The first mention of the Beagle in America was in 1642. Beagles were used in the South prior to the Civil War, but these dogs bore little resemblance to their English counterparts. After the war, English imports formed the basis of the modern American Beagle. By the end of the nineteenth century, Beagles were popular competitors in both field and conformation exhibitions. But the merry little scenthound did not stop there: the Beagle continued to become one of America’s all-time favorite breeds, finding a special niche as family pet.
Beagles are used as sniffer dogs for termite detection in Australia, and have been mentioned as possible candidates for drug and explosive detection. Because of their gentle nature and unimposing build, they are also frequently used in pet therapy, visiting the sick and elderly in hospital. In June 2006, a trained Beagle assistance dog was credited with saving the life of its owner after using her owner's mobile phone to dial an emergency number. In the aftermath of the 2010 Haiti earthquake, a Beagle search and rescue dog with a Colombian rescue squad was credited with locating the owner of the Hôtel Montana, who was subsequently rescued after spending 100 hours buried in the rubble. Beagles were hired by New York City to help with bedbug detection, while the role of such dogs in this type of detection may have doubts.
Avoid breeders who only seem interested in how quickly they can unload a puppy on you and whether your credit card will go through. And don’t believe a seller who tells you a "teacup” or “toy” Chihuahua is more valuable or desirable than a properly-sized dog of four to six pounds. Extreme miniaturization brings with it nothing but health problems and a shortened lifespan. Language like that is a huge red flag that you're dealing with a seller more interested in money than the good of the dogs or the broken hearts of the people who buy them.
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Beagles have what fans call a “musical” voice, but to your neighbors it’s just going to sound like really annoying noise. Beagles will sing along to sirens, “give tongue” when they are hunting, and bark when strangers come to the door, but they aren’t usually nuisance barkers unless they are bored or lonely. If you don’t live out in the country where no one else is around to hear his drawn-out “Aaaaarrrroooooh,” keep your Beagle occupied with toys, the company of another animal or, best of all, your presence so he doesn’t feel the need to serenade the neighborhood.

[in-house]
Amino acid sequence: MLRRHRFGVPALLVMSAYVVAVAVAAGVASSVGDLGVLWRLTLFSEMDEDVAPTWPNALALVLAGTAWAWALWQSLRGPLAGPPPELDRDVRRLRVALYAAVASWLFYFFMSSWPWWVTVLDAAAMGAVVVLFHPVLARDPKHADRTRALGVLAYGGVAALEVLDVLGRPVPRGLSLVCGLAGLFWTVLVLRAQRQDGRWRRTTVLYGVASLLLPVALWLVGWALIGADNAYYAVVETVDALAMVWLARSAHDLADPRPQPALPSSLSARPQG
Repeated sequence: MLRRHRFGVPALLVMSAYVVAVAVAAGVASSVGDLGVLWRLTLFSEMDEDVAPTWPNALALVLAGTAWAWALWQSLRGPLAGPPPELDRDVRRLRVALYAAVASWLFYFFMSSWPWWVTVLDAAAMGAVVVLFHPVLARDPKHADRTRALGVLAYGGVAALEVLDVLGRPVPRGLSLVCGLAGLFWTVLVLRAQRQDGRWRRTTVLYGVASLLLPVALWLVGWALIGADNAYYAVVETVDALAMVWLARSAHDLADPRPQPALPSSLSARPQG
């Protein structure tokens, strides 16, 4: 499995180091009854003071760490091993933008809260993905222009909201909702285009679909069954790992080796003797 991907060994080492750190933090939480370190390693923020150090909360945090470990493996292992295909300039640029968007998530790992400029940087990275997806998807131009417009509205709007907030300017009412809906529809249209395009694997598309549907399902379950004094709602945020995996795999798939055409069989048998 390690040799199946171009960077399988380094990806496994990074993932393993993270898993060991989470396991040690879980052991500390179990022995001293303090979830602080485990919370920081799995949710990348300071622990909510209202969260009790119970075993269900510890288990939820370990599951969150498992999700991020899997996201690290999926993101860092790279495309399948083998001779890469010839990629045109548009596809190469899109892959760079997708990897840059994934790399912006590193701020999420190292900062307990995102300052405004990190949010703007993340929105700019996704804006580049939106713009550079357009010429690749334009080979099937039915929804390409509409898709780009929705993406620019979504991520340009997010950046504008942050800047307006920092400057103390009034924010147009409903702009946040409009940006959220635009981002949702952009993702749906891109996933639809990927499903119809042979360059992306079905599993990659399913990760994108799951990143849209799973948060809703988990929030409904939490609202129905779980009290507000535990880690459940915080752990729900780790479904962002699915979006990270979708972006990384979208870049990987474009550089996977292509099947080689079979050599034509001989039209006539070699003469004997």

"Blondie, our Chihuahua is 9 years old and has been riding with us for 5 of those years. Blondie has ridden over 1000 miles. We take her with us on long trips. If we stop to eat she has a bag she sits in quietly while we eat (of course food is snuck into the bag for her). She is the most amazing dog I have ever owned. She loves to be with us wherever we go. I make leather riding pouches and leather outfits for dogs. I sell them at motorcycle rallies and she is a great model. The picture I'm sending in was taken by our friend we were on our way to ride the Bonnie and Clyde ride in Louisiana. My dog is a balanced dog. In fact, we watch Cesar on a regular basis. On one of his episodes he was helping a couple in California get their dog, a Jack Russell, to ride. In the beginning of that episode the dog is wearing one of my outfits that was purchased on eBay. By the way, I am a dog groomer so she gets to go to work with me every day."
The first mention of the Beagle in the United States occurred in the town records of Ipswich, Massachusetts, in 1642. Before the American Civil War, people in the South used Beagles, but these dogs did not resemble English Beagles. However, when the war was over, English Beagles were imported for crossbreeding and to develop the modern American Beagle we know today. The last part of the 19th century saw the emergence of Beagles as popular competitors on the field and in exhibitions. Soon thereafter, this little hound dog with the melodic howl came to be amongst the most preferred family pets in the U.S.
Sites like Petfinder.com and Adopt-a-Pet.com can have you searching for a Beagle in your area in no time flat. The site allows you to be very specific in your requests (housetraining status, for example) or very general (all the Beagles available on Petfinder across the country). AnimalShelter can help you find animal rescue groups in your area. Also some local newspapers have “pets looking for homes” sections you can review.